Challenges (QOS-Enabled Networks) Part 1

In the previous topic, we discussed the QOS toolkit that is available as part of a QOS deployment on a router. We now move on, leaving behind the perspective of an isolated router and considering a network-wide QOS deployment. Such deployments always have peculiarities depending on the business requirements, which make each single one unique. However, the challenges that are likely to be present across most deployments are the subject of this topic.

Within a QOS network and on each particular router in the network, multiple traffic types compete for the same network resources. The role of QOS is to provide each traffic type with the behavior that fits its needs. So the first challenge that needs to be considered is how providing the required behavior to a particular traffic type will have an impact and will place limits on the behavior that can be offered to the other traffic types.However, that is achieved at the expense of increasing the delay for the traffic present in other queues. The unavoidable fact that something will be penalized is true for any QOS tool that combines a greater number of inputs into a fewer number of outputs.

This description of QOS behavior can also be stated in a much more provocative way: a network in which all traffic is equally "very important and top priority" has no room for QOS.

Defining the Classes of Service

The main foundation of the entire QOS concept is applying different behavior to different traffic types. Achieving traffic differentiation is mandatory, because it is only by splitting traffic into different classes of service that different behavior can be selectively applied to each.

We presented the classifier tool that, based on its own set of rules,makes decisions regarding the class of service to which traffic belongs. Let us now discuss the definition of the classes of service themselves.

In the DiffServ model, each router first classifies traffic and then, according to the result of that classification, applies a specific per-hop behavior (PHB) to it. Consistency is achieved by ensuring that each router present along the path that the traffic takes across the network applies the same PHB to the traffic.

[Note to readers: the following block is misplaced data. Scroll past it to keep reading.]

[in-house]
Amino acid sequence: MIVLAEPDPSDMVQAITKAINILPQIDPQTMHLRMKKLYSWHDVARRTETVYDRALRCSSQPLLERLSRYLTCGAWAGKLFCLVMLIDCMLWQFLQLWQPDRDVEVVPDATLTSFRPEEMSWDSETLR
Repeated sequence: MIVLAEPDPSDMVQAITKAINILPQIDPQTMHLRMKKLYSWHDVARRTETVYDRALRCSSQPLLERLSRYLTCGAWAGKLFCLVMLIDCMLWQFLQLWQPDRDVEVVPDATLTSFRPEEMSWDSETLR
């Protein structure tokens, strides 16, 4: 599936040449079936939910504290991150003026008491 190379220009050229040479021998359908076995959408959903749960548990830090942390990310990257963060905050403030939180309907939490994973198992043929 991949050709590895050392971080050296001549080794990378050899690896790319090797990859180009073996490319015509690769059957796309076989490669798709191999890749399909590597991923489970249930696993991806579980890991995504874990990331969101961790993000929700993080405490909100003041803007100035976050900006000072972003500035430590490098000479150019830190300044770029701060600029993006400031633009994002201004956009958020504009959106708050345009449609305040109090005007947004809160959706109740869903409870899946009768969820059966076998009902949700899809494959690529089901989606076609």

A class of service represents a traffic aggregation group, in which all traffic belonging to a specific class of service has the same behavioral requirements in terms of the PHB that should be applied. This concept is commonly called a Behavior Aggregate.

In this case, the router can apply two different behaviors in terms of the delay that is inserted in the traffic transmission, and the classifier makes the decision regarding which one is applied when it maps traffic into one of the two available classes of service. So continuing this example, on one side of the equation we have traffic belonging to different services or applications with their requirements, and on the other, we have the two classes of service, each of which corresponds to a specific PHB, which in this case is characterized by the amount of delay introduced, as illustrated in Figure 3.2.

The relationship between services or applications and classes of service should be seen as N: 1, not as 1:1, meaning that traffic belonging to different services or applications but with the same behavior requirements should be mapped to the same class of service.

Prioritizing one class of service

Figure 3.1 Prioritizing one class of service

Mapping between services and classes of service

Figure 3.2 Mapping between services and classes of service

For example, two packets belonging to two different real-time services but having the same requirements in terms of the behavior they should receive from the network should be classified into the same class of service. The only exception to this is network control traffic, as we see later in this topic.

The crucial question then becomes how many and what different behaviors need to be implemented. As with many things in the QOS realm, there is no generic answer, because the business drivers tend to make each scenario unique.

Returning to Figure 3.2, the approach is to first identify the various services and applications the network needs to support, and then take into account any behavior requirements, and similarities among them, to determine the number of different behaviors that need to be implemented.

Something commonly seen in the field is the creation of as many classes of service as possible. Conceptually, this is the wrong approach. The approach should indeed be the opposite, to create only the minimum number of classes of service. There are several reasons behind this logic: